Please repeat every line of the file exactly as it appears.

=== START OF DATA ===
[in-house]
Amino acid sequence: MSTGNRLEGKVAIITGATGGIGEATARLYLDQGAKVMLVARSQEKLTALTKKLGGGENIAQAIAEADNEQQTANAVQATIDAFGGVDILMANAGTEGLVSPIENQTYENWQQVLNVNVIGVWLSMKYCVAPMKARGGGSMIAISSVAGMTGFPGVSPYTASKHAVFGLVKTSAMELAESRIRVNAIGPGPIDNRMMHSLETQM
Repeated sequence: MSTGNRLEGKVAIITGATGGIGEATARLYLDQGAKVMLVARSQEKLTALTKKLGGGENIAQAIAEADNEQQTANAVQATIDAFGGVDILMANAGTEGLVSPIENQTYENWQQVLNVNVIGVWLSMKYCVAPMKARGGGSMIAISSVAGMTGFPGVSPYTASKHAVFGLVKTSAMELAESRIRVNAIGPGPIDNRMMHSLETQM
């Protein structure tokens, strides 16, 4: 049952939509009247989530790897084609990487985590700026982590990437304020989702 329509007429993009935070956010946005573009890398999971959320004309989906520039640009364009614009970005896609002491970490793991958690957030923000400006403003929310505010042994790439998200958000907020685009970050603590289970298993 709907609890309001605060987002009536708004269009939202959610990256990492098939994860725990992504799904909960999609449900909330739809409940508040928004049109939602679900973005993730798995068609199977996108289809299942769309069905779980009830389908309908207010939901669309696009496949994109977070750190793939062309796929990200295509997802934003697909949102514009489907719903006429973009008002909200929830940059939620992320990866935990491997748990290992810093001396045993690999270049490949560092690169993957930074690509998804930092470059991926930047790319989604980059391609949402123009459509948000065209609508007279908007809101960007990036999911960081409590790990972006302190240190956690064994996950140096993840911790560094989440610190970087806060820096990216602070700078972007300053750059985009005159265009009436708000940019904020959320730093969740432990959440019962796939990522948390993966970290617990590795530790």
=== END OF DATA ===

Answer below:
[in-house]
Amino acid sequence: MSTGNRLEGKVAIITGATGGIGEATARLYLDQGAKVMLVARSQEKLTALTKKLGGGENIAQAIAEADNEQQTANAVQATIDAFGGVDILMANAGTEGLVSPIENQTYENWQQVLNVNVIGVWLSMKYCVAPMKARGGGSMIAISSVAGMTGFPGVSPYTASKHAVFGLVKTSAMELAESRIRVNAIGPGPIDNRMMHSLETQM
Repeated sequence: MSTGNRLEGKVAIITGATGGIGEATARLYLDQGAKVMLVARSQEKLTALTKKLGGGENIAQAIAEADNEQQTANAVQATIDAFGGVDILMANAGTEGLVSPIENQTYENWQQVLNVNVIGVWLSMKYCVAPMKARGGGSMIAISSVAGMTGFPGVSPYTASKHAVFGLVKTSAMELAESRIRVNAIGPGPIDNRMMHSLETQM
């Protein structure tokens, strides 16, 4: 049952939509009247989530790897084609990487985590700026982590990437304020989702 329509007429993009935070956010946005573009890398999971959320004309989906520039640009364009614009970005896609002491970490793991958690957030923000400006403003929310505010042994790439998200958000907020685009970050603590289970298993 709907609890309001605060987002009536708004269009939202959610990256990492098939994860725990992504799904909960999609449900909330739809409940508040928004049109939602679900973005993730798995068609199977996108289809299942769309069905779980009830389908309908207010939901669309696009496949994109977070750190793939062309796929990200295509997802934003697909949102514009489907719903006429973009008002909200929830940059939620992320990866935990491997748990290992810093001396045993690999270049490949560092690169993957930074690509998804930092470059991926930047790319989604980059391609949402123009459509948000065209609508007279908007809101960007990036999911960081409590790990972006302190240190956690064994996950140096993840911790560094989440610190970087806060820096990216602070700078972007300053750059985009005159265009009436708000940019904020959320730093969740432990959440019962796939990522948390993966970290617990590795530790």